My Pet Peeve: Commas and Because

because comma grammar

Commas with Because

We all have them, those grammar faux pas that draw our attention and sometimes our ire. My biggest pet peeve, a solecism that does not necessarily drive me crazy but does make me stop and study its use, is the comma (,) before because.

“It was humbling, because I thought I knew a lot more about making movies than I did.” — Anne Hathaway recently quoted in the New York Times

It's not even wrong per se; too many writers, editors and publishers have been employing it for too long to call it incorrect, although two of my linguistic professors in college prescriptively decreed that a comma before because, or any of the other subordinating conjunction (as, since, if, et cetera), was verboten. One begrudgingly relented with the so called "contrasting comma," the comma as used earlier in this paragraph before the subordinating conjunction although. Indeed, some grammar books I did find that discussed the topic (including the MLA Handbook) said a comma before because was unnecessary.

If you don’t see a problem with a comma before because, you probably believe it is O.K. to use when what follows because is nonessential to the meaning of the sentence. This is what the Gregg’s Reference Manual also maintains.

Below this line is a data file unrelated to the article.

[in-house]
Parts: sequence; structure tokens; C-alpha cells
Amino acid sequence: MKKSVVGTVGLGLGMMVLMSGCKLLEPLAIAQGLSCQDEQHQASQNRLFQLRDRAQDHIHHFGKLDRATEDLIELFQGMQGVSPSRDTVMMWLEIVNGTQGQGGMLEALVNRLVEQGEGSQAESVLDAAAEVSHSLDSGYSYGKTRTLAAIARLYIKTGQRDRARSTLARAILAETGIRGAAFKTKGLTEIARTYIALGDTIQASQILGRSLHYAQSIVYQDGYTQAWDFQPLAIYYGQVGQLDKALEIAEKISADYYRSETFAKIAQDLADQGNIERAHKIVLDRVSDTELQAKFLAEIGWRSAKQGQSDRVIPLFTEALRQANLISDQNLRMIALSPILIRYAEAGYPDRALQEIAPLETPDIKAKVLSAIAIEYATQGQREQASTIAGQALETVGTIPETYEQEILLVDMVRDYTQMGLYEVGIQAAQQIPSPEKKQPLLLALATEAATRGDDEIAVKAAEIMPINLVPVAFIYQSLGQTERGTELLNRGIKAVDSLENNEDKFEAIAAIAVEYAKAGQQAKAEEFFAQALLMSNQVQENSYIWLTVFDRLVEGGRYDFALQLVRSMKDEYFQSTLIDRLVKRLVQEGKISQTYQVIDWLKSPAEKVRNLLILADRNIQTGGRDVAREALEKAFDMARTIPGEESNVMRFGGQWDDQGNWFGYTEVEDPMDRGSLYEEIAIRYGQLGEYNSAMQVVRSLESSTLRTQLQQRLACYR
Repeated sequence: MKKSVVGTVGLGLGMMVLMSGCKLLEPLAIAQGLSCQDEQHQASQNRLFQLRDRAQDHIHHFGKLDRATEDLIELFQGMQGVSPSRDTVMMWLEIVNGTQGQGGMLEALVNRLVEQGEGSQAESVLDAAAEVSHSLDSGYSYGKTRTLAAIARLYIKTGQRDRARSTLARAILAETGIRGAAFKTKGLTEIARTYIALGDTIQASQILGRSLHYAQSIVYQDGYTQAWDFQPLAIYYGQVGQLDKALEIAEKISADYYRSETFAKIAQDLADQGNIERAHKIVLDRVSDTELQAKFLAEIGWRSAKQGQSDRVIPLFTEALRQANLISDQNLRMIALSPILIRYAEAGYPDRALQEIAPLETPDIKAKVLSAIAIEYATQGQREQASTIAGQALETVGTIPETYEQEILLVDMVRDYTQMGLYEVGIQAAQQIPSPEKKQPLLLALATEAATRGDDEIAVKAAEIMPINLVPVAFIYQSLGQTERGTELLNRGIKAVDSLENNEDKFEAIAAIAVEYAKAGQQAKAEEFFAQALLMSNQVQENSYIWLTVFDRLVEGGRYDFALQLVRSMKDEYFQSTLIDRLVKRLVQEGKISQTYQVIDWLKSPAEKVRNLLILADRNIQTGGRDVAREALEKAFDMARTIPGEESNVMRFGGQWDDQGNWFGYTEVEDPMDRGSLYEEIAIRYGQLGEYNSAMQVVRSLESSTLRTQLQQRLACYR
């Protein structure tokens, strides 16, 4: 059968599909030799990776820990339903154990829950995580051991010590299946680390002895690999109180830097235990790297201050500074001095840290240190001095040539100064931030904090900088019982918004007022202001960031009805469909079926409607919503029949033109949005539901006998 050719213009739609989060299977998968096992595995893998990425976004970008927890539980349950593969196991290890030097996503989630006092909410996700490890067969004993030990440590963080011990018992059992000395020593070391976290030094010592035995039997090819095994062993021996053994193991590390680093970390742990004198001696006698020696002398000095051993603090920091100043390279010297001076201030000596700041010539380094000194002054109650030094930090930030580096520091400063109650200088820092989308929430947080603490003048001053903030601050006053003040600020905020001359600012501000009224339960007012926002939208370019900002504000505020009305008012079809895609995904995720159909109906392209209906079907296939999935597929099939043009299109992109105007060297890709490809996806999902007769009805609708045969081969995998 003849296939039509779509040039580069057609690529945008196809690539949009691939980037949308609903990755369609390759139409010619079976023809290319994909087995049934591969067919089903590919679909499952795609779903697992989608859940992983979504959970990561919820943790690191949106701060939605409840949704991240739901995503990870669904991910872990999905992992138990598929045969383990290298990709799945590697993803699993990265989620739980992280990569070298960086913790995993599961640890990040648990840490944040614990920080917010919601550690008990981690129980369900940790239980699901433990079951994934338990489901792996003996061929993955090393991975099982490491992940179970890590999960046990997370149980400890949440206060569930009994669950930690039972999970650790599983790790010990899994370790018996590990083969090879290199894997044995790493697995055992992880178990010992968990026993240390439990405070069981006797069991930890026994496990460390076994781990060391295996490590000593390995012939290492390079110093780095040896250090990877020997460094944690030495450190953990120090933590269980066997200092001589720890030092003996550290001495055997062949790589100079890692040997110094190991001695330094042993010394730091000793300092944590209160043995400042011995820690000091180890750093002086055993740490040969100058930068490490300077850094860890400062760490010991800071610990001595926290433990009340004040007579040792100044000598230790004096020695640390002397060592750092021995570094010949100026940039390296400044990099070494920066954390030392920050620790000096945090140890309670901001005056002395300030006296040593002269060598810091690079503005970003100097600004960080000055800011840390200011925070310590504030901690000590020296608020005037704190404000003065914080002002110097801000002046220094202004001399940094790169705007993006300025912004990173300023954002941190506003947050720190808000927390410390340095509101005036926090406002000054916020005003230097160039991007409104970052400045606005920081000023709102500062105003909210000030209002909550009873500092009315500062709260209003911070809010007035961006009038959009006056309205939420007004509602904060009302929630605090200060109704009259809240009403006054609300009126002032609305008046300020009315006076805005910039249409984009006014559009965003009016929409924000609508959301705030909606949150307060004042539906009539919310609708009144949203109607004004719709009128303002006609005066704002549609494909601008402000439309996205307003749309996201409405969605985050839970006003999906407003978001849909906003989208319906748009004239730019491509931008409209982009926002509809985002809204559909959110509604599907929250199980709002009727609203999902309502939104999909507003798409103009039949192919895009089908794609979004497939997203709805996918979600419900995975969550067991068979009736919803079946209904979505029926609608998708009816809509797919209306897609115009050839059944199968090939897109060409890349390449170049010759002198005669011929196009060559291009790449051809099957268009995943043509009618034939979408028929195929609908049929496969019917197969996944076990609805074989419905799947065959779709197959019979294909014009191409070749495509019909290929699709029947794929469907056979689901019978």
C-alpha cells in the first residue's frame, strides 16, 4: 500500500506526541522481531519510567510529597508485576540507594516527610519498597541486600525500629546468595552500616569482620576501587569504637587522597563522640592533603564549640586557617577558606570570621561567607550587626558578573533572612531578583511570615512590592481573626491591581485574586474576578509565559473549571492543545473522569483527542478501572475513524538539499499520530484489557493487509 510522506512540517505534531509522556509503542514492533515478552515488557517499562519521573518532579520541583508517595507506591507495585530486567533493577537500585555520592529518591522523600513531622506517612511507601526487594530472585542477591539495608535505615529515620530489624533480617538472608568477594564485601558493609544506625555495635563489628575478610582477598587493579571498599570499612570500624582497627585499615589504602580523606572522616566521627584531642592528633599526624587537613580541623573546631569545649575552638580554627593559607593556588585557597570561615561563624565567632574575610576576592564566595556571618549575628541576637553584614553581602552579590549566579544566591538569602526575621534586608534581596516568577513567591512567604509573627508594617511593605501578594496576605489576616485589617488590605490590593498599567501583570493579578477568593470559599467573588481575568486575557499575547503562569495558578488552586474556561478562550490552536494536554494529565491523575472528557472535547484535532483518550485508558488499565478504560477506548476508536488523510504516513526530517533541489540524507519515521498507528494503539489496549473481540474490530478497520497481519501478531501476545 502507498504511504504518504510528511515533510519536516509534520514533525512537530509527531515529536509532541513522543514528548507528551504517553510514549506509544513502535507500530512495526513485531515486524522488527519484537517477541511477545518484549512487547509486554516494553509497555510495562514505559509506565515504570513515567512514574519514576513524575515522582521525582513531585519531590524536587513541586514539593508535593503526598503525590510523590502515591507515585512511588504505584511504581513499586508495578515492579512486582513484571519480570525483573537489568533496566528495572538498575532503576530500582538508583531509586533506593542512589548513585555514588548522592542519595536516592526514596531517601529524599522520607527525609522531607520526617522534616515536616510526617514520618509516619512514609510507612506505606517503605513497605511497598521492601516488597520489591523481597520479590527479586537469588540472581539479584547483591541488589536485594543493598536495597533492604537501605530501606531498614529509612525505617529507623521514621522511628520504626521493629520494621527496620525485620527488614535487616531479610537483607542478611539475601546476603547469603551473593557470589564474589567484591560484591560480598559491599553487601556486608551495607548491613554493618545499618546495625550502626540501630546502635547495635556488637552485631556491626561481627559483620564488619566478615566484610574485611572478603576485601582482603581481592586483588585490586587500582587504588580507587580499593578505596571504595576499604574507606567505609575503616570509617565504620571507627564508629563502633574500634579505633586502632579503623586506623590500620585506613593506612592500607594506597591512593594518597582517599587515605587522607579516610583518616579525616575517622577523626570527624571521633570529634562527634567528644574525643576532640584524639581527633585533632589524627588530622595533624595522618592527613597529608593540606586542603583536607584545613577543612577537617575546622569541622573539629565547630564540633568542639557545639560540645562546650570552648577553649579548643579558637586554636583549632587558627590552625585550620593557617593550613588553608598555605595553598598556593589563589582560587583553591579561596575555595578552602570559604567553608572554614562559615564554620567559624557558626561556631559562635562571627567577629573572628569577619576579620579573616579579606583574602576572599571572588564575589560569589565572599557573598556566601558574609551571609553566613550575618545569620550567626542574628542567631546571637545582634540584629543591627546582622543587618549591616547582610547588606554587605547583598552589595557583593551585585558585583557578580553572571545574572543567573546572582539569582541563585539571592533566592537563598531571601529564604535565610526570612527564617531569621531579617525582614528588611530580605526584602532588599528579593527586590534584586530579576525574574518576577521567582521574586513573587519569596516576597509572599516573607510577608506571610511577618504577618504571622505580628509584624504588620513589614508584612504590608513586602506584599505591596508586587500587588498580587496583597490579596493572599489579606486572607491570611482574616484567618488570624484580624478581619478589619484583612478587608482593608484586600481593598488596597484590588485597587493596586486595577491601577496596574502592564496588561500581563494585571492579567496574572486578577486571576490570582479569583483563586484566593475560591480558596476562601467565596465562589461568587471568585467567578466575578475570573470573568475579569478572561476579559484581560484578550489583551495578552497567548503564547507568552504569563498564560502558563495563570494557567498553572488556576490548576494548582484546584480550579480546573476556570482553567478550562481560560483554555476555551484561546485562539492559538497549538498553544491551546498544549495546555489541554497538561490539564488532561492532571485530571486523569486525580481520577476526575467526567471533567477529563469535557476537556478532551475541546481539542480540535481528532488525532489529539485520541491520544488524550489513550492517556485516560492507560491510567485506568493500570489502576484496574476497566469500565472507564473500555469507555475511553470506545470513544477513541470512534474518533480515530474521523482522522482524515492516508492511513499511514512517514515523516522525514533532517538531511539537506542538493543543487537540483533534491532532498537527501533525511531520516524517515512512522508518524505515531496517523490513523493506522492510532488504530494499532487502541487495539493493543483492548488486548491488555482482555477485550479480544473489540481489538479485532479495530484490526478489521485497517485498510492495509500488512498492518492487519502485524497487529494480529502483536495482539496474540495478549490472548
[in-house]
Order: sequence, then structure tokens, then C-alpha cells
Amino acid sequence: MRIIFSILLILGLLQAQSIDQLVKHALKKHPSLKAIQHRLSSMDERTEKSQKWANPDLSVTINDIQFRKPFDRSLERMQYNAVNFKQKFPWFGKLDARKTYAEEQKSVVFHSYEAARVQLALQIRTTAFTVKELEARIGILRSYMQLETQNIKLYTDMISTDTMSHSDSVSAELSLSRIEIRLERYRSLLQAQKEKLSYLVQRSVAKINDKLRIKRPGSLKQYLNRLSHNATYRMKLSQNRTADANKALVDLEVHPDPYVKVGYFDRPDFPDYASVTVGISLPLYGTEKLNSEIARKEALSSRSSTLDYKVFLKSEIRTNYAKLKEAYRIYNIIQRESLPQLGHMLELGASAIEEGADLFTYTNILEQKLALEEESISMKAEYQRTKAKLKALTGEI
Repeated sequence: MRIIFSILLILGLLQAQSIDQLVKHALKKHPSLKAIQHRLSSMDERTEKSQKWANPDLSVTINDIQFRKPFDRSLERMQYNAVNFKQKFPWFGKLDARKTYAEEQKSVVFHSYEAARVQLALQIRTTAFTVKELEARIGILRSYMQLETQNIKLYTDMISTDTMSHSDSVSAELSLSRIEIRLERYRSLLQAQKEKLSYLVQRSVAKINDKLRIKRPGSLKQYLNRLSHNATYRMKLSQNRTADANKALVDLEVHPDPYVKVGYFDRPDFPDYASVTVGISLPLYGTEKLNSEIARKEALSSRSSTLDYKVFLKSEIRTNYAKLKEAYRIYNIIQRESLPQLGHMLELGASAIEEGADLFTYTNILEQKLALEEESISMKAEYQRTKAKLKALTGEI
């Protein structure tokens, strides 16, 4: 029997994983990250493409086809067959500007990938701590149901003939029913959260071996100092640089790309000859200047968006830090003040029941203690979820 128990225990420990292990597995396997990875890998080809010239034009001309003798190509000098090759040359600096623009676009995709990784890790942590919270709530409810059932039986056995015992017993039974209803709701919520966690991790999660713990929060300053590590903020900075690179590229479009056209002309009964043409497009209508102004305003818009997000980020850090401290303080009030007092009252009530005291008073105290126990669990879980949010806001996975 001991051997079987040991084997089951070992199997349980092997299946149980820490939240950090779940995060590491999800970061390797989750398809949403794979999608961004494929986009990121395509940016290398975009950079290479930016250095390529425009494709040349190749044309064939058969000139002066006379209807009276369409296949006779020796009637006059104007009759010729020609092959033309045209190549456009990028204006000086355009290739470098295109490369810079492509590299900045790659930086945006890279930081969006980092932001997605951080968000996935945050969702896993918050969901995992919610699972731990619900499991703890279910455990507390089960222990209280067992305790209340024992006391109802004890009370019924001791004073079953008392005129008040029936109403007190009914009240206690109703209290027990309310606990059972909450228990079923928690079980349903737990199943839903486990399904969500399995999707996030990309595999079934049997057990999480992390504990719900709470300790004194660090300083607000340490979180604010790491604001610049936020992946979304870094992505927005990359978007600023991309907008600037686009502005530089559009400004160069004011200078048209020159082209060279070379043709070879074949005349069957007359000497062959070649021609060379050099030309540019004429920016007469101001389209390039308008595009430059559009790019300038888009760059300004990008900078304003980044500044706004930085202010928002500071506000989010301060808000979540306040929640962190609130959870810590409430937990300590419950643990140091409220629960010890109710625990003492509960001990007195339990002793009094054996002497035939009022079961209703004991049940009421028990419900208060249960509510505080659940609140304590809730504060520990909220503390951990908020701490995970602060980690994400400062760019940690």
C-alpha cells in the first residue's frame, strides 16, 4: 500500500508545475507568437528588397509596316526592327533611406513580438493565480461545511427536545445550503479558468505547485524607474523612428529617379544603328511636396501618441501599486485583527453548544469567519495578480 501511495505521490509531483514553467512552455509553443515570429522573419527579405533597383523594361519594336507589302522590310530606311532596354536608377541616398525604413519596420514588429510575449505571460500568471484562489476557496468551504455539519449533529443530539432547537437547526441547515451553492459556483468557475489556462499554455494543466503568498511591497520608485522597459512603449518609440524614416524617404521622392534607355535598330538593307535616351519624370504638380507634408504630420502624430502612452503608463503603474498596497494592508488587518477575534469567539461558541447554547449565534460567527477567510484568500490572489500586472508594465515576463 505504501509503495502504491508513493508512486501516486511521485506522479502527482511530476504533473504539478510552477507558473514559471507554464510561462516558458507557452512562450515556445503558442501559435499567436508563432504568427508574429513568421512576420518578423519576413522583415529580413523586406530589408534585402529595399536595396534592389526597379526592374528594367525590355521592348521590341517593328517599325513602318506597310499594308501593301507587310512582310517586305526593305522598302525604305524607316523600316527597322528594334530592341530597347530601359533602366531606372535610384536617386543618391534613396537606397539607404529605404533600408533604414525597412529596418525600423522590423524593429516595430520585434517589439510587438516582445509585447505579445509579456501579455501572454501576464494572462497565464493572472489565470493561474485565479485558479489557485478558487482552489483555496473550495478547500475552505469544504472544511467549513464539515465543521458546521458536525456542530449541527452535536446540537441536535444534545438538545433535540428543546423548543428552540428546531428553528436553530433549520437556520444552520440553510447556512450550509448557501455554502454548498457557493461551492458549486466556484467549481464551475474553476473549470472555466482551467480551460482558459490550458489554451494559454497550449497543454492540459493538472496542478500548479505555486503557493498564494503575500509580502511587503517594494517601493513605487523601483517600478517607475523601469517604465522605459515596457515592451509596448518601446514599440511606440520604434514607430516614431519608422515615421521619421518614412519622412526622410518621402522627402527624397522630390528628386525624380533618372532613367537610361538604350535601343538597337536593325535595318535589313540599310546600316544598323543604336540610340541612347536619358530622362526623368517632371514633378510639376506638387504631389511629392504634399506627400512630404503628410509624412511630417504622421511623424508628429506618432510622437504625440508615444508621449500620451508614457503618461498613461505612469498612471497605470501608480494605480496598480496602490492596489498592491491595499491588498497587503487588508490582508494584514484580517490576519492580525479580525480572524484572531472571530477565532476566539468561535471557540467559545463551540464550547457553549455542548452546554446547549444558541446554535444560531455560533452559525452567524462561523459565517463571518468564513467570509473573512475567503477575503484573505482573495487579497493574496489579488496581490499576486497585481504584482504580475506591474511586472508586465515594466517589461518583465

The Associated Press Style Guide doesn’t mention its usage, but the Chicago Manual of Style does, calling for a comma when it can drastically change the meaning of the sentence:

She did not love him because he was rich.
She did not love him, because he was rich.

Here, the first sentence implies she did love him but her love was not ensuing of his money. The second sentence says his money was the reason that she could not love him.

As a result of this possible confusion, many prescribe watching out for independent clauses, the first parts of these sentences, that are negative in meaning. The negative or restrictive sense can even come without the use of negative words:

Few adult Romanians speak English because it was forbidden during the Ceausescu era.

I’ll quote Daily Writing Tips, where I got this example sentence: “This sentence, as (not) punctuated, absurdly implies a meaning of ‘This is not the primary reason adult Romanians speak English,’ accompanied by the expectation of a follow-up sentence identifying one or more other causes … Insert a comma, and the sentence tells you what, and then tells you why.”

I think my linguistic professors would call this hogwash as sentences don’t normally reside in isolation and the surrounding paragraph would be enough to clarify its meaning.

Me? I see commas differently. It is neither with the accompaniment of a breath or pause as if the reader and I are on the same cadence nor as a way to break the sentence up into small, bite-sized pieces. This may be why I do not stray too far from my professors’ edicts but sometimes relent and do add a comma to show great contrast, to indicate a supplemental or appended nature, or, as Chicago recommends, to prevent confusion. Of course, I (cursedly) will continue to look at why other writers add commas before subordinating conjunctions, too.